On episode 4 of the Entrepreneurship@DU Podcast, we chat with Anna Zesbaugh, founder and CEO of Hooch Booch. Founded in the summer of 2020, this kombucha company brings a prohibition-era, speakeasy twist to the kombucha marketplace.

 

Transcript:

Kevin Douglas (00:07):

Today on the Entrepreneurship@DU podcast,

Anna Zesbaugh (00:11):

There was not a whole lot of hospitality happening during the pandemic, of course. So I started researching prohibition as it was deemed the Denver prohibition of 2020.

Kevin Douglas (00:20):

This DU alum brings a fresh twist to the hard kombucha marketplace.

Anna Zesbaugh (00:26):

We’ve got a lounge lizard that’s like a mezcal Paloma, like really funky, interesting flavors that I think turn people onto us.

Kevin Douglas (00:33):

We’re chatting with Anna Zesbaugh, founder and CEO of Hooch Boch. I’m Kevin Douglas and this is the Entrepreneurship@DU Podcast. Welcome to the Entrepreneurship@DU podcast. Today we have our very special guest, Anna Zesbaugh, the founder and CEO of Hooch, Boch Anna graduated from DU in 2018 with a major in hospitality and a minor in marketing. Hooch Boch was founded in July of 2020. It is your first startup and in your words, hooch. Boch is a better for you beverage brand that offers both alcoholic and non-alcoholic options. And what sets you apart is your classic cocktail theme and your inspiration from prohibition era speakeasies and whatnot. I get all that.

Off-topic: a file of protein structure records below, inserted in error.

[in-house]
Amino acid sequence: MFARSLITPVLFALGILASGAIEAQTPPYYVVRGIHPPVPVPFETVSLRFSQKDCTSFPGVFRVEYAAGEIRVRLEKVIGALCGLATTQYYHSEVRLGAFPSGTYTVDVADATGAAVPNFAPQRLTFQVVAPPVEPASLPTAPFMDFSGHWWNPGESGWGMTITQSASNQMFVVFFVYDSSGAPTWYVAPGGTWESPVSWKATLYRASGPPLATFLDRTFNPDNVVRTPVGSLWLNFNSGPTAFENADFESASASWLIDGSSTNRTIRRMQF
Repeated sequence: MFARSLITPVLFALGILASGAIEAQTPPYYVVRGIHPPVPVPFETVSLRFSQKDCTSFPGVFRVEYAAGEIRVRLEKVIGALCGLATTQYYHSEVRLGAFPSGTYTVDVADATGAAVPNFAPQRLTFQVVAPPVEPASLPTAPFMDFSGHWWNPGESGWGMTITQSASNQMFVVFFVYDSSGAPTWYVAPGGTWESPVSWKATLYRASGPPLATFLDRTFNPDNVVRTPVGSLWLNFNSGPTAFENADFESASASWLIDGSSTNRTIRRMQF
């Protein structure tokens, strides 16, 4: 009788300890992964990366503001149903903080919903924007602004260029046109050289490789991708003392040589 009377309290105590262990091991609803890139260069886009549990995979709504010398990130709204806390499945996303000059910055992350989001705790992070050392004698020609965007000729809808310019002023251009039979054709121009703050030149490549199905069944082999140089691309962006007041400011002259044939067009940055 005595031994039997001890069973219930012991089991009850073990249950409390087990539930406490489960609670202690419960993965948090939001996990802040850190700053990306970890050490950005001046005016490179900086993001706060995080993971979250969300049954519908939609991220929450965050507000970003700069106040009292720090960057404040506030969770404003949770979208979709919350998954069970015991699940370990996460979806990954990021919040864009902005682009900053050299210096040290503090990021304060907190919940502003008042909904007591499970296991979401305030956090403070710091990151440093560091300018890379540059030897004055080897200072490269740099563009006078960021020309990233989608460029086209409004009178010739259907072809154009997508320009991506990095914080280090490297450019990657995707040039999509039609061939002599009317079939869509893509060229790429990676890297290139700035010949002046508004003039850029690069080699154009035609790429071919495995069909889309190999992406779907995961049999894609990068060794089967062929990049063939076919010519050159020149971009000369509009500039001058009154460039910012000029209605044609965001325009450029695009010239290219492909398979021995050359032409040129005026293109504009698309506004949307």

Anna Zesbaugh (01:30):

Yeah, you got It.

Kevin Douglas (01:31):

Amazing. Thank you for coming to the studio, Anna.

Anna Zesbaugh (01:34):

Absolutely. Thank you for having me.

Kevin Douglas (01:37):

So we Entrepreneurship@DU, like to refer not just to ourselves as entrepreneurs, but innovators, creatives, problem solvers. What problem would you say you are solving with your business?

Anna Zesbaugh (01:54):